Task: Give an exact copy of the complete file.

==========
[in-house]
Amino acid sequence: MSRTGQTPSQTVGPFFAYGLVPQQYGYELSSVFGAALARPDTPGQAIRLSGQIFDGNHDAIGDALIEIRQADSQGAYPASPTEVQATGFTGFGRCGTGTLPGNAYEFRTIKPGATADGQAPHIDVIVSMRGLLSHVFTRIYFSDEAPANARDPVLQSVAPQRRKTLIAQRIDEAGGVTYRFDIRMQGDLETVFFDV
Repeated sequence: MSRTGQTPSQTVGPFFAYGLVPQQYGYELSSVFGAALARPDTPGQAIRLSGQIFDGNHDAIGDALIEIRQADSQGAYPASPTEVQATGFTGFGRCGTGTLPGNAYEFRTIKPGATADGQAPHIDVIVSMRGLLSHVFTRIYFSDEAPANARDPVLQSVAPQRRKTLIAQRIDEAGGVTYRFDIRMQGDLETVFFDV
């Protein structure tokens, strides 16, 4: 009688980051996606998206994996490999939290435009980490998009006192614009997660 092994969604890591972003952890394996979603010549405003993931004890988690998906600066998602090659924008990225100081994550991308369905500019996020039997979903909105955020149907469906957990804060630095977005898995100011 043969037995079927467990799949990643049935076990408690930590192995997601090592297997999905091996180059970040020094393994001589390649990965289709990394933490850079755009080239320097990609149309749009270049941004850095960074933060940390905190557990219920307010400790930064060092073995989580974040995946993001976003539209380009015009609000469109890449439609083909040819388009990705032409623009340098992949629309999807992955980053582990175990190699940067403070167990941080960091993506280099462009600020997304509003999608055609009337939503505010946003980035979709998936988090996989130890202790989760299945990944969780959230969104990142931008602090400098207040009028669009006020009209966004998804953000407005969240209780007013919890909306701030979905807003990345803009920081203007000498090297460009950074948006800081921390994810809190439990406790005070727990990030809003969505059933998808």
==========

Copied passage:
[in-house]
Amino acid sequence: MSRTGQTPSQTVGPFFAYGLVPQQYGYELSSVFGAALARPDTPGQAIRLSGQIFDGNHDAIGDALIEIRQADSQGAYPASPTEVQATGFTGFGRCGTGTLPGNAYEFRTIKPGATADGQAPHIDVIVSMRGLLSHVFTRIYFSDEAPANARDPVLQSVAPQRRKTLIAQRIDEAGGVTYRFDIRMQGDLETVFFDV
Repeated sequence: MSRTGQTPSQTVGPFFAYGLVPQQYGYELSSVFGAALARPDTPGQAIRLSGQIFDGNHDAIGDALIEIRQADSQGAYPASPTEVQATGFTGFGRCGTGTLPGNAYEFRTIKPGATADGQAPHIDVIVSMRGLLSHVFTRIYFSDEAPANARDPVLQSVAPQRRKTLIAQRIDEAGGVTYRFDIRMQGDLETVFFDV
């Protein structure tokens, strides 16, 4: 009688980051996606998206994996490999939290435009980490998009006192614009997660 092994969604890591972003952890394996979603010549405003993931004890988690998906600066998602090659924008990225100081994550991308369905500019996020039997979903909105955020149907469906957990804060630095977005898995100011 043969037995079927467990799949990643049935076990408690930590192995997601090592297997999905091996180059970040020094393994001589390649990965289709990394933490850079755009080239320097990609149309749009270049941004850095960074933060940390905190557990219920307010400790930064060092073995989580974040995946993001976003539209380009015009609000469109890449439609083909040819388009990705032409623009340098992949629309999807992955980053582990175990190699940067403070167990941080960091993506280099462009600020997304509003999608055609009337939503505010946003980035979709998936988090996989130890202790989760299945990944969780959230969104990142931008602090400098207040009028669009006020009209966004998804953000407005969240209780007013919890909306701030979905807003990345803009920081203007000498090297460009950074948006800081921390994810809190439990406790005070727990990030809003969505059933998808």